Mother of Our Creator! Is there any title which gives us a greater idea of the power of Our Blessed Lady? The idea of God as our Creator is that which most fills us with awe and reverence towards Him and a sense of our own utter nothingness. We have got accustomed to say, "Mother of Our Creator," so that we are not so much impressed by it, but let us try to realize what it means. The great God Who made us, Who has absolute and entire control over every part of our being, and everything belonging to us, and before Whom we are but as little grains of the dust of which we are made! Think of His choosing one of these little creatures of His to be His own Mother, with all the rights that a mother has over her child; what an idea of the greatness of Mary will then be ours!
That the great Creator should be Her very own Child, absolutely dependent on Her for His being, His life, His support, His food – can we ever realize how great must be Her power, when the very God Who had made Her put Himself completely in Her power? "He Who created me rested in my tabernacle." If we were to begin our meditations on Our Lady by this thought, we might be overcome with awe at the idea of Her greatness; and so this title does not occur till far on in the Litany, after we have deeply reflected on Her kindness, Her gentleness, Her love, Her many winning attributes, so that we shall not be frightened of this great Queen of Creation.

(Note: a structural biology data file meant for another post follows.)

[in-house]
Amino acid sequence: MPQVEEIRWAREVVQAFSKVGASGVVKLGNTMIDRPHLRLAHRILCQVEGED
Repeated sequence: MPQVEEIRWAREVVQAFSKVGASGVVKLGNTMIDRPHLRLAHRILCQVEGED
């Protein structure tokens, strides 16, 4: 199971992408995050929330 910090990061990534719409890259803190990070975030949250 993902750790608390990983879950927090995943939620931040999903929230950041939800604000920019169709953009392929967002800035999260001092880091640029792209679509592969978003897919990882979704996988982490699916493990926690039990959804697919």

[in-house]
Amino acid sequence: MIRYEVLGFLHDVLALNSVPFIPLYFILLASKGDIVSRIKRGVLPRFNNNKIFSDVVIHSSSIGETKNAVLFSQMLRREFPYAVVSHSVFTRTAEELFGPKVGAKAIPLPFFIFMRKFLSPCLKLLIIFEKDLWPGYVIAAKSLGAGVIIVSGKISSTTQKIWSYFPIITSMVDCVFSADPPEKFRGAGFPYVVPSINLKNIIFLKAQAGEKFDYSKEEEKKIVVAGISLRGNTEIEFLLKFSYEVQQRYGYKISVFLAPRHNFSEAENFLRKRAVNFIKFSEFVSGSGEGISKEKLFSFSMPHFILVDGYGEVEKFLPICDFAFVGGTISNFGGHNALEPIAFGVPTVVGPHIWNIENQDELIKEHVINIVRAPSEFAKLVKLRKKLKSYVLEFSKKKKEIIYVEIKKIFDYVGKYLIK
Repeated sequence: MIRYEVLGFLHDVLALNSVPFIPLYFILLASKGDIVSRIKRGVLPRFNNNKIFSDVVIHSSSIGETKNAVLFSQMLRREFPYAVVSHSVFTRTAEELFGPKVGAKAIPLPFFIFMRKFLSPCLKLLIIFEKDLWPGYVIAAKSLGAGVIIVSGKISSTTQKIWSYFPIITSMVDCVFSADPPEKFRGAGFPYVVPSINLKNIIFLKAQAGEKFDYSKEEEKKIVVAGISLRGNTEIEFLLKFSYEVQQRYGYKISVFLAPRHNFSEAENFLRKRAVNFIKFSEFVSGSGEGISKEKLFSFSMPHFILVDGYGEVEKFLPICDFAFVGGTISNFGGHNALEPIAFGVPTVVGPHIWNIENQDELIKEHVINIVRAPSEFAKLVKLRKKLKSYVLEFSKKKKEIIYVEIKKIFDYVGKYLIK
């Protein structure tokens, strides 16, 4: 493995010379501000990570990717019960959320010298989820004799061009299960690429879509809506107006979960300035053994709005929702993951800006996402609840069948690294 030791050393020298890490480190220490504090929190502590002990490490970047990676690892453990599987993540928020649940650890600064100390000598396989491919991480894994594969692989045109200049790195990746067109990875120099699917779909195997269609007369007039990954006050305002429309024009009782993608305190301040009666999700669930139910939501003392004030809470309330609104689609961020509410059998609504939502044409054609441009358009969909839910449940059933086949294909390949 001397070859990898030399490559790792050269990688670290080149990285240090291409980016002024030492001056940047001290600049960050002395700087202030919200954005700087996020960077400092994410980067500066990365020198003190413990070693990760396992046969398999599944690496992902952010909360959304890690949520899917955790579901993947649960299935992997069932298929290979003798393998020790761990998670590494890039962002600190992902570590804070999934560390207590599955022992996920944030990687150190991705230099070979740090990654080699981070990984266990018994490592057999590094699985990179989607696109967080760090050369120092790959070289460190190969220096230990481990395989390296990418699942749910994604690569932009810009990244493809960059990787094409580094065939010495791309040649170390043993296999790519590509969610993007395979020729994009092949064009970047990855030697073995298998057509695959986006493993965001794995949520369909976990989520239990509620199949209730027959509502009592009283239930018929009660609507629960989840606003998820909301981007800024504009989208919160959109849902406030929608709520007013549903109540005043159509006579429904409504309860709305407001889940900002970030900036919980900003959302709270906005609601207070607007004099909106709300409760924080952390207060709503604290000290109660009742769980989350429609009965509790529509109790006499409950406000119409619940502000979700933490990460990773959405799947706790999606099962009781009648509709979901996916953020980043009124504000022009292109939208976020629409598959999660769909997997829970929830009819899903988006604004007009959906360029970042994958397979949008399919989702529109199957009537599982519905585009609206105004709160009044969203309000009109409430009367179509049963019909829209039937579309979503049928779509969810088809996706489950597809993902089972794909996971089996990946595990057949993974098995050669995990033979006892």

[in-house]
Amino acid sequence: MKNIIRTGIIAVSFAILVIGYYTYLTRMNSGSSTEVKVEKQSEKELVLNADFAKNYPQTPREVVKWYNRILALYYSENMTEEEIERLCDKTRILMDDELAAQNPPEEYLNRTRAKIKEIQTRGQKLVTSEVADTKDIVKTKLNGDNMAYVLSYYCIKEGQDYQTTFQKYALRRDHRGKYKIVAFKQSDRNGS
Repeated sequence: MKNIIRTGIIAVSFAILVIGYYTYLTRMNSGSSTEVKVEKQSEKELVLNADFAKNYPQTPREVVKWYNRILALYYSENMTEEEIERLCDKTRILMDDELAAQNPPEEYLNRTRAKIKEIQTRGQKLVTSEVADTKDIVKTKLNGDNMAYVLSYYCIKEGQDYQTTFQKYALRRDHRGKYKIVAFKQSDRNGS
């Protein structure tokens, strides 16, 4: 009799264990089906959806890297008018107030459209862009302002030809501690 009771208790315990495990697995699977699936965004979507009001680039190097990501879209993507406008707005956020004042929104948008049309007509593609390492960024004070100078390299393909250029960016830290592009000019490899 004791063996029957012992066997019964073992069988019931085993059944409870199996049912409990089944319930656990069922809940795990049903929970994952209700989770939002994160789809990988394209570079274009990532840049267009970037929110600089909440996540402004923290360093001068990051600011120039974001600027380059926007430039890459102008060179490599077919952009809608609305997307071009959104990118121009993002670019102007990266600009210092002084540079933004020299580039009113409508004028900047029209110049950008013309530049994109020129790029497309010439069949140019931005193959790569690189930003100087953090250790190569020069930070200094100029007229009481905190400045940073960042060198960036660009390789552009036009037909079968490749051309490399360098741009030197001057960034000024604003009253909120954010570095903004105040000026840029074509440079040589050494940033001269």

Very often the people we love and trust, or who love us, cannot do for us what we wish, or what they wish, for they have not the power.
But what a consolation to reflect that with Mary, who loves us so much more than anyone on earth can do, this can never be the case. She who is so loving, gentle, kind and compassionate, is equally powerful. There is literally nothing that She cannot do. We may say of Her what Our Lord says of Himself: "All power is given to Her in Heaven and on earth." On earth She gave Herself and everything She had to Our Lord, and He, Who is the most tender, the most grateful and affectionate of sons, will deny nothing to His Mother. Whatever She asks of Him, that He will do.
Even on earth, in the days of Their poverty, Our Lord showed Mary the greatest respect. At a simple suggestion from Her, "they have no wine," He advanced the time of His miracles, and worked His first wonder. He even told Her that His hour had not yet come, and yet because it was His Mother who asked, He did what She desired: He changed the water into wine. Thus would He show us what was the reverence of the Creator for His Mother.
St. Antoninus says: "The prayers of the Blessed Virgin, being the prayers of a mother, have in them something of a command, so that it is impossible that She should not obtain what She asks." Our Lord said that He came into the world, not to break the law, but to observe it, and the law commands us to honor our father and our mother. Other saints say that Our Lord is a debtor to His Mother, for Her consent to give Him His human nature, and thus, "the Son, as if paying a debt, grants Thee all Thy petitions."